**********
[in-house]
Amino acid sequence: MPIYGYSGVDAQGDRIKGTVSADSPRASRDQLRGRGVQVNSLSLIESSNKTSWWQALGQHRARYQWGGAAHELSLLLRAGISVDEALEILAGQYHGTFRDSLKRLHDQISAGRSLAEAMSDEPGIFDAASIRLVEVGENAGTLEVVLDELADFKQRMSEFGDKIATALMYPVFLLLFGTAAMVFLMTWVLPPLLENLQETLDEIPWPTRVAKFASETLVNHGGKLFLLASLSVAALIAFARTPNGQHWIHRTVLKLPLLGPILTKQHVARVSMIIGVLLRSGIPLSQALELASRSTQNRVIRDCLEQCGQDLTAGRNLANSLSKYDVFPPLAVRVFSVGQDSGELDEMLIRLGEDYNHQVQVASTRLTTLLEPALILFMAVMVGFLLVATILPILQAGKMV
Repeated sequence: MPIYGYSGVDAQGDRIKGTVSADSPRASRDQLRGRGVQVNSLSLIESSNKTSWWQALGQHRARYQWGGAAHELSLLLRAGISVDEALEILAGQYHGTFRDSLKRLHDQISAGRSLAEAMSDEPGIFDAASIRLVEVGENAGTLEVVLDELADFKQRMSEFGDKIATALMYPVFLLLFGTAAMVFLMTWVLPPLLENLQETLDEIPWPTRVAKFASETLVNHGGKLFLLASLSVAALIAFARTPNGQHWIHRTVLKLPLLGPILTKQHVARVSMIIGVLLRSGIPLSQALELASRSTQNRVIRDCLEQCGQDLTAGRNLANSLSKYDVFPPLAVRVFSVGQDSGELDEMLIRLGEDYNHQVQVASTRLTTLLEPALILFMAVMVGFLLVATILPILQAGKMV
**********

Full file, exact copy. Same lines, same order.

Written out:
[in-house]
Amino acid sequence: MPIYGYSGVDAQGDRIKGTVSADSPRASRDQLRGRGVQVNSLSLIESSNKTSWWQALGQHRARYQWGGAAHELSLLLRAGISVDEALEILAGQYHGTFRDSLKRLHDQISAGRSLAEAMSDEPGIFDAASIRLVEVGENAGTLEVVLDELADFKQRMSEFGDKIATALMYPVFLLLFGTAAMVFLMTWVLPPLLENLQETLDEIPWPTRVAKFASETLVNHGGKLFLLASLSVAALIAFARTPNGQHWIHRTVLKLPLLGPILTKQHVARVSMIIGVLLRSGIPLSQALELASRSTQNRVIRDCLEQCGQDLTAGRNLANSLSKYDVFPPLAVRVFSVGQDSGELDEMLIRLGEDYNHQVQVASTRLTTLLEPALILFMAVMVGFLLVATILPILQAGKMV
Repeated sequence: MPIYGYSGVDAQGDRIKGTVSADSPRASRDQLRGRGVQVNSLSLIESSNKTSWWQALGQHRARYQWGGAAHELSLLLRAGISVDEALEILAGQYHGTFRDSLKRLHDQISAGRSLAEAMSDEPGIFDAASIRLVEVGENAGTLEVVLDELADFKQRMSEFGDKIATALMYPVFLLLFGTAAMVFLMTWVLPPLLENLQETLDEIPWPTRVAKFASETLVNHGGKLFLLASLSVAALIAFARTPNGQHWIHRTVLKLPLLGPILTKQHVARVSMIIGVLLRSGIPLSQALELASRSTQNRVIRDCLEQCGQDLTAGRNLANSLSKYDVFPPLAVRVFSVGQDSGELDEMLIRLGEDYNHQVQVASTRLTTLLEPALILFMAVMVGFLLVATILPILQAGKMV